Are you going to approve this request?Joe, a new hire, is one of your most knowledgeable sales associates. Ask him any question about your products and services, and he can practically quote you the information verbatim.
Features This Issue
Have you ever been faced with multiple large-scale design projects that start and stop at different times, require reviews from stakeholders at specific intervals, and leave instructional designers with extreme ebbs and flows in their work?
The golden rule that one size fits one is key to designing high-impact training and development. The modern-day team performance acceleration efforts often fail, with no lasting value, due to the overly programmatic nature of the training effort.
It has often been said that people don’t quit their jobs, they quit their bosses. It can also be said that people quit their work culture, even when they love their jobs. Any workplace, regardless of size, should be the breeding ground of high-potential
"In this changing world of work, learning as a capability has to evolve and it has to be accessible, agile and flexible. Many interventions are now best delivered in the flow of work activity, not in a classroom. Digital technologies enable learning to be
Organizational mentoring has gone online, following the path of many other processes over the last couple of decades. But is that a good thing?
11 Aug 20201:00 pm ET
If you’ve read beyond the title of this article, you probably already know something about the overwhelming case for sales coaching. Such evidence as displayed by a recent Aberdeen study, shows that total team attainment of sales quota is 11 perce
Training Industry Magazine
Perspectives and expertise for the learning leader.
Thought Leaders This Issue
This edition of our magazine explores a couple of key concepts dogging many in our industry: the role of L&D in culture change and the role of the manager as a change coach.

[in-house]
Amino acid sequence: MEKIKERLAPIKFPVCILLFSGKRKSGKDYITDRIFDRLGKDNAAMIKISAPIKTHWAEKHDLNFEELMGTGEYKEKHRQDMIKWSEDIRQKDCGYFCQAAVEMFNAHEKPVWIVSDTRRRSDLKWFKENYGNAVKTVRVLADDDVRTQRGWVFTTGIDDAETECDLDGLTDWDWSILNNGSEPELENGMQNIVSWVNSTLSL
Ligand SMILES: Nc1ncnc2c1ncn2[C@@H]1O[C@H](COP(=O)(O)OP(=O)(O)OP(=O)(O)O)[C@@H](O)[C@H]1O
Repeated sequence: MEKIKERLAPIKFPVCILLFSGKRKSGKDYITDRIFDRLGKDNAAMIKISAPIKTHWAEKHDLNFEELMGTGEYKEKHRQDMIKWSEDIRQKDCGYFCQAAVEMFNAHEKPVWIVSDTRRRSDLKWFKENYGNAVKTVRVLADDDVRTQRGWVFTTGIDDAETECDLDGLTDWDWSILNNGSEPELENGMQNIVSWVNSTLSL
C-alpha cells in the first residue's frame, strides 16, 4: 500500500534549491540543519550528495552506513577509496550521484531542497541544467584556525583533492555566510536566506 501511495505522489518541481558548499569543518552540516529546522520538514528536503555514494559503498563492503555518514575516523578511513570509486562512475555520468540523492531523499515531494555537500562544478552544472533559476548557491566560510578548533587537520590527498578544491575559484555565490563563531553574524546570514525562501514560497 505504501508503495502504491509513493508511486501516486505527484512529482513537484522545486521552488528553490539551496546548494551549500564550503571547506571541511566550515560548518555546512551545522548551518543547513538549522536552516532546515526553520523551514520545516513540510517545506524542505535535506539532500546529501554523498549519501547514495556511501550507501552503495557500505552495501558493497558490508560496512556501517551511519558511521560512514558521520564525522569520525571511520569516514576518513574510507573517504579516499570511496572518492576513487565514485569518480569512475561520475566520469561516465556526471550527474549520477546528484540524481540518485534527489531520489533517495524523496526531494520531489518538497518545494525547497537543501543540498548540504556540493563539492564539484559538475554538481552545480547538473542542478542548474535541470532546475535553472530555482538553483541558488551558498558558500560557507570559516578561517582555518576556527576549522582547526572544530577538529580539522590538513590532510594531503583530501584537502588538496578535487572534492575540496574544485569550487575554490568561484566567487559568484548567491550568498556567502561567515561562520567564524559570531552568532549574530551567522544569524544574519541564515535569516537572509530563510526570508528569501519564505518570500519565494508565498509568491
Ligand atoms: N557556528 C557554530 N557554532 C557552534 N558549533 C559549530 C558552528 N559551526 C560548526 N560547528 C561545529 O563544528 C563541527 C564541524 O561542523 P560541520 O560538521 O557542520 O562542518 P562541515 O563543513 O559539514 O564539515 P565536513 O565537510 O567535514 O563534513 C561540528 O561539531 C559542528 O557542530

As a mentee, gaining insight from someone with more experience is a surefire way to reach your professional goals quickly. But what do mentors get out of it?
Beth Comstock, vice chair at GE, recently emphasized that we live in an emergent era. The emergent organization is one in which culture, social relationships and decision-making processes are constantly in evolution.
Most of us intuitively know that having diversity at work is a good thing. But, do you really know why? There is now overwhelming evidence of a strong business case for diversity and inclusion.
Assume for the sake of example that you have been put in charge of creating (and eventually sustaining) an organizational culture defined by “coaching excellence.”
As far back as the medieval era, training a new generation of workers was done via on-the-job training accompanied by some form of classroom instruction.
The workplace is shifting from a top-down management model to a culture of leaders who can influence and impact change across the business.
Nearly 70 percent of companies’ budgets are dedicated to human capital costs, according to Human Capital Management Institute.
Info Exchanges This Issue
F5 Networks (FFIV) is a Seattle-based technology company. With 4,395 employees and 620 managers worldwide, we believe that strong management leads to increased employee satisfaction, increased retention and an overall stronger performance.
It was still dark at 5:30 a.m. with a light drizzle falling on the 29,000 runners making their final mental preparations to navigate the windy 13.1 to 26.2-mile course.
Anyone who has participated in a training event is familiar with open-ended survey items like this one: “Please provide any additional comments you have about the training program you just completed.”
In October, Peter Cappelli (Wharton School) and Anna Tavis (Columbia University) wrote a Harvard Business Review article titled “The Performance Management Revolution.” It may seem extreme to call a change in performance management a “revolution,”
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